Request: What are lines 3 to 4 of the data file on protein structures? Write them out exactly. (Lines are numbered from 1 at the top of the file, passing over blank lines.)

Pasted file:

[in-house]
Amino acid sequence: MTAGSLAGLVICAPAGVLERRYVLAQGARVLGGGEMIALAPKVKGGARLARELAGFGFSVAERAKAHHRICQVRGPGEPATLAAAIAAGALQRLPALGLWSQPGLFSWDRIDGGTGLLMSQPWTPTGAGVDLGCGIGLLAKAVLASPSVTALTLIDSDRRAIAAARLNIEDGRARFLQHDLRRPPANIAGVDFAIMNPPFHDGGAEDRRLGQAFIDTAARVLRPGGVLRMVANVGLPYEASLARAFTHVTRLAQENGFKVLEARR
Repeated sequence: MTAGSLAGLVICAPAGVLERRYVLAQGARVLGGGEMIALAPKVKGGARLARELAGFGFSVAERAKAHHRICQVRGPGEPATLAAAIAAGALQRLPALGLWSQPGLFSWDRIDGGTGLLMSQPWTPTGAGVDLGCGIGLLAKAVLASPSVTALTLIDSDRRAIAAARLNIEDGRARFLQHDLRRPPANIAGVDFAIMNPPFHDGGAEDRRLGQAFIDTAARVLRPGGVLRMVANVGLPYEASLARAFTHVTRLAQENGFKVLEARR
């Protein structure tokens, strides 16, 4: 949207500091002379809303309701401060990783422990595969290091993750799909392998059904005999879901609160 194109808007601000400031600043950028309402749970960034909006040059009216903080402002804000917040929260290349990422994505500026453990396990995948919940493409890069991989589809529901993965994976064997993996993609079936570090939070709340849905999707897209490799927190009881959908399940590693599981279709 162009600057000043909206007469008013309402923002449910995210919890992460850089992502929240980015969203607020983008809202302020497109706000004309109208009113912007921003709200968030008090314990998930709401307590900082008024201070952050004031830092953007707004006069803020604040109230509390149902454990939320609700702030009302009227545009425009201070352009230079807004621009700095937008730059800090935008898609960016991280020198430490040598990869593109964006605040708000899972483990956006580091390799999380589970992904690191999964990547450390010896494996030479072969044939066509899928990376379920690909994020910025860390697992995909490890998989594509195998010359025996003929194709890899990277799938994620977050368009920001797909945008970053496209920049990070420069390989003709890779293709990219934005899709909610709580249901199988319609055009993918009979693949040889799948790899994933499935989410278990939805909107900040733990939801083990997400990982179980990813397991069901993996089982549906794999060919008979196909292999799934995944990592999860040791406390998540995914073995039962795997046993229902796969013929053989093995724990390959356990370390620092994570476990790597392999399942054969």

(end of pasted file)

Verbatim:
Repeated sequence: MTAGSLAGLVICAPAGVLERRYVLAQGARVLGGGEMIALAPKVKGGARLARELAGFGFSVAERAKAHHRICQVRGPGEPATLAAAIAAGALQRLPALGLWSQPGLFSWDRIDGGTGLLMSQPWTPTGAGVDLGCGIGLLAKAVLASPSVTALTLIDSDRRAIAAARLNIEDGRARFLQHDLRRPPANIAGVDFAIMNPPFHDGGAEDRRLGQAFIDTAARVLRPGGVLRMVANVGLPYEASLARAFTHVTRLAQENGFKVLEARR
């Protein structure tokens, strides 16, 4: 949207500091002379809303309701401060990783422990595969290091993750799909392998059904005999879901609160 194109808007601000400031600043950028309402749970960034909006040059009216903080402002804000917040929260290349990422994505500026453990396990995948919940493409890069991989589809529901993965994976064997993996993609079936570090939070709340849905999707897209490799927190009881959908399940590693599981279709 162009600057000043909206007469008013309402923002449910995210919890992460850089992502929240980015969203607020983008809202302020497109706000004309109208009113912007921003709200968030008090314990998930709401307590900082008024201070952050004031830092953007707004006069803020604040109230509390149902454990939320609700702030009302009227545009425009201070352009230079807004621009700095937008730059800090935008898609960016991280020198430490040598990869593109964006605040708000899972483990956006580091390799999380589970992904690191999964990547450390010896494996030479072969044939066509899928990376379920690909994020910025860390697992995909490890998989594509195998010359025996003929194709890899990277799938994620977050368009920001797909945008970053496209920049990070420069390989003709890779293709990219934005899709909610709580249901199988319609055009993918009979693949040889799948790899994933499935989410278990939805909107900040733990939801083990997400990982179980990813397991069901993996089982549906794999060919008979196909292999799934995944990592999860040791406390998540995914073995039962795997046993229902796969013929053989093995724990390959356990370390620092994570476990790597392999399942054969």